Paying special attention to our smallest patients
Taking a child to the hospital is scary for any parent. It becomes more stressful when it happens the night of a big holiday. Shortly after Thanksgiving dinner, Stephanie Adams had to rush her five-year-old daughter Knolyn to Bayhealth Milford Memorial after she developed a high fever and had trouble breathing shortly after Thanksgiving dinner.
Soon after arriving to the hospital, Adams was told Knolyn needed to be hospitalized. Knolyn was transferred to the Pediatric Unit at Bayhealth Kent General in Dover and admitted by a pediatric hospitalist. A “hospitalist” is a doctor who specializes in taking care of patients admitted to the hospital.
“Because my family lives in Dover and I have other children at home, staying at Kent General really helped us,” said Adams. Knolyn was quickly seen by a pediatric hospitalist.
The pediatric hospitalist program is a partnership between Bayhealth Kent General and Christiana Care Health System to provide pediatric hospitalists on-site 24 hours a day, seven days a week. Since most pediatricians focus on seeing patients in their office, pediatric hospitalists can oversee all medical treatment in the hospital, from admission to discharge. This includes examinations, ordering tests and medications and addressing any questions or concerns from family members. The hospitalists also work with each child’s pediatrician to assure a smooth transition into and out of the hospital.
“It is stressful for any parent to have their child admitted to the hospital,” said Cem Soykan, MD, team leader of the pediatric hospitalists at Bayhealth. “When you add travel to a distant hospital, it just compounds the stress for families. As pediatric hospitalists, we really want to keep the children close to home whenever we can.”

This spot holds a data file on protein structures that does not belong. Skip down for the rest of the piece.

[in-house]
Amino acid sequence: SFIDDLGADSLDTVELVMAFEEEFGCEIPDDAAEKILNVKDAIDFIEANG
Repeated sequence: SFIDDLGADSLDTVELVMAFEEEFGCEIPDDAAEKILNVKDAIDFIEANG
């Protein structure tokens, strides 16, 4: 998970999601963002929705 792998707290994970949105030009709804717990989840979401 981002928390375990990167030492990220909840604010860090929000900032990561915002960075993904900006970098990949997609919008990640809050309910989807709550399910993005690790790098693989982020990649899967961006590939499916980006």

Knolyn stayed in the hospital for a full week. “She had a true bacterial pneumonia, which isn’t as common in children nowadays due to vaccination that helps prevent pneumonia,” said Dr. Soykan.
Dr. Soykan was part of a team of pediatric hospitalists who helped treat Knolyn. Dr. Soykan saw Knolyn just as she was beginning to improve. Adams recalls the time Dr. Soykan spent talking to her to ensure she understood the diagnosis and her daughter’s course of treatment.
“I really want to make sure the parents of our patients truly understand what is going on,” said Dr. Soykan. “In Knolyn’s case, I made it very clear to her mother that she was battling a truly bad case of pneumonia and it would probably be another few days before she could go home. We needed to make sure she was really better before we could discharge her.”
During her hospital stay, Knolyn and her mom became very close with the Pediatric Department staff.
“The staff was just wonderful. The nurses were so good with my daughter,” said Adams. “You could just tell how much they cared about their jobs and how much they cared about their patients.”
Being close to home made all the difference for the Adams family. “This was an extremely scary experience for my family,” said Adams. “It was a huge relief that we could be together. It gave us the opportunity to make sure someone was always with Knolyn during her stay.”
During her stay at the hospital, little Knolyn made quite an impression on her caregivers.
“The nurses loved Knolyn,” said Dr. Soykan. “Her mother was so nice and engaging. We take care of so many lovely families here, and it’s just so nice to see a patient who almost becomes adopted by the nursing staff.”
As soon as Knolyn was discharged, she was back to her usual activities, playing football outside with her brother or doing arts and crafts inside. All she wanted was to be back with her siblings.
“My children are so close,” said Adams. “Knolyn really missed them while she was in the hospital. Being close to home for her treatment helped keep our family close together during this tough time.”